An Anatomic Study on Whether Femoral Version Originates in the Neck or the Shaft
Femoral anteversion is generally asymptomatic but can result in lower extremity issues like patellofemoral instability and pain. Surgical correction of anteversion can be performed proximal, mid shaft or distal. A better understanding of the specific location of the rotational deformity can help guide the optimal location of the osteotomy. In this study we examine the contribution of the femoral neck and shaft to total femoral version.Methods:
We studied 590 pairs of well-preserved cadaveric femurs. Total femoral version was defined as the axial plane angle between the femoral neck and posterior femoral condyles. Femoral shaft torsion was defined as the axial plane angle between the lesser trochanter and posterior femoral condyles. Neck version was the mathematical difference between total femoral version and shaft version.Results:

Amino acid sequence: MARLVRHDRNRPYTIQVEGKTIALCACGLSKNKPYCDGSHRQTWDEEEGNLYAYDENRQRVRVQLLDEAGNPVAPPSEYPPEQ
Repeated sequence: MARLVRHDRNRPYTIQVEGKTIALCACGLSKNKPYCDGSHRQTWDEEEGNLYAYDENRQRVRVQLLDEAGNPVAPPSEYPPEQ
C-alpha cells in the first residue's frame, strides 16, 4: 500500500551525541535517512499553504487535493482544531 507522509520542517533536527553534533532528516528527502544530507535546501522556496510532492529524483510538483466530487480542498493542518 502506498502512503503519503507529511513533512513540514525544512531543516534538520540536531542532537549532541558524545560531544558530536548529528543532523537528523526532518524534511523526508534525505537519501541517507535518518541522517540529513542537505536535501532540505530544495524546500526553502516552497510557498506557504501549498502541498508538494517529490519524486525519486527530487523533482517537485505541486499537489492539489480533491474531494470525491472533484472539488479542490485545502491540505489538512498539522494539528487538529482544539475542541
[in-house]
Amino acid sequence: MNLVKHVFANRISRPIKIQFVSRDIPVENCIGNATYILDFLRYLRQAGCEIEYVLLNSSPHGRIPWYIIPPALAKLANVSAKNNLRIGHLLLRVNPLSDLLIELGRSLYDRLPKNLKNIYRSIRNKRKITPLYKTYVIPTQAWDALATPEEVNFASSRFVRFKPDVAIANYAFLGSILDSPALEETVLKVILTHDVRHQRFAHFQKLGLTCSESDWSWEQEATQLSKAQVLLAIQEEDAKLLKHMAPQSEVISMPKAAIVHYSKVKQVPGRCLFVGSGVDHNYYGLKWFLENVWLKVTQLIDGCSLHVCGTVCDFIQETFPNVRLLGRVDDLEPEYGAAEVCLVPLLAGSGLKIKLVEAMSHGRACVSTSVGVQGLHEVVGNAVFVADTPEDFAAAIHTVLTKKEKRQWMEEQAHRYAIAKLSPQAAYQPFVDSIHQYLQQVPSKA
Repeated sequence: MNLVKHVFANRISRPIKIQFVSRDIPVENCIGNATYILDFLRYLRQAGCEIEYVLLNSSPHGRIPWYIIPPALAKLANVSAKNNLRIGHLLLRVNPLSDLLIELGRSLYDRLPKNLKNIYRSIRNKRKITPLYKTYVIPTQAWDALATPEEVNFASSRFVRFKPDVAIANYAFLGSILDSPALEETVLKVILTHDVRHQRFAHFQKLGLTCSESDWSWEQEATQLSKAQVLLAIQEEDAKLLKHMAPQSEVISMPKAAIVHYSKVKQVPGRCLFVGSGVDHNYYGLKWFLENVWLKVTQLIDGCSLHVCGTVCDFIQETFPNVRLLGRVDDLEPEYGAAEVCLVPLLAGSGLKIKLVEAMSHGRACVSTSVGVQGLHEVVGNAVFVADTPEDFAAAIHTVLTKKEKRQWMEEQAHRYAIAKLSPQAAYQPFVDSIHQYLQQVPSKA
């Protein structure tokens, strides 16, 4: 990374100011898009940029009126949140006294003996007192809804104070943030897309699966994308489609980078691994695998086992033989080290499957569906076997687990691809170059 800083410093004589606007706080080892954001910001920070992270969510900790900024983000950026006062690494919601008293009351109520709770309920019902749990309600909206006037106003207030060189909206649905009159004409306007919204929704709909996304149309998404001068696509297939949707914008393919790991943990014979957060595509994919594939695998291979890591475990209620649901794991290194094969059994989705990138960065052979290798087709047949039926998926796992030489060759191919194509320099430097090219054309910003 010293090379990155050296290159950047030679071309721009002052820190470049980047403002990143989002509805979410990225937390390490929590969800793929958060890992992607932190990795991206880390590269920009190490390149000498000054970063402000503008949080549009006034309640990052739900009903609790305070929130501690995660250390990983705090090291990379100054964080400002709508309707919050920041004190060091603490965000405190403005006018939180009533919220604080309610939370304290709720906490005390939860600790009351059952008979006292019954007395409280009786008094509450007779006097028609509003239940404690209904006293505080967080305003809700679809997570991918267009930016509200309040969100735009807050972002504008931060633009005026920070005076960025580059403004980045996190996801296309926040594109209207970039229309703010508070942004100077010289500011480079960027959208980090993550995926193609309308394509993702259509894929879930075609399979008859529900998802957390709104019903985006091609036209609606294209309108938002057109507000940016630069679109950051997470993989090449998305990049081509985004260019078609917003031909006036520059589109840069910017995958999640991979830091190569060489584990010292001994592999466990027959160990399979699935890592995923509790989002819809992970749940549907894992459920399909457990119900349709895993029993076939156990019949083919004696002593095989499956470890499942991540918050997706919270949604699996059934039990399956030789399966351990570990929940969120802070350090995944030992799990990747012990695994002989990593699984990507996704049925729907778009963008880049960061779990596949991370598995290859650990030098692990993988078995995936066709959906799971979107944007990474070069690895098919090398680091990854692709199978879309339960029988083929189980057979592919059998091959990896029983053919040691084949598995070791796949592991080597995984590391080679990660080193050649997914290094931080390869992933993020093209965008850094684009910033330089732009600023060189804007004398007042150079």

Neck version (right femur R=0.582; left femur R=0.632) contributed slightly more than shaft version (right femur R=0.505; left femur R=0.480) to overall femoral version, but both were substantial and neither completely predicted overall femoral version. Age was not found to contribute to femoral version, and sex and race had statistically significant but small contributions.Conclusions:
Our data show that both the femoral neck and femoral shaft substantially contribute to femoral version, and to our knowledge is the first to statistically demonstrate that neither level can be used to predict total femoral version. This suggests that one cannot generalize a single optimal site for correction or prediction of femoral version from an osteological perspective, and that individualized assessment may be beneficial.Clinical Relevance:
This study suggests that methodologies for determining the level of femoral version might be important as the level in any given patient can vary.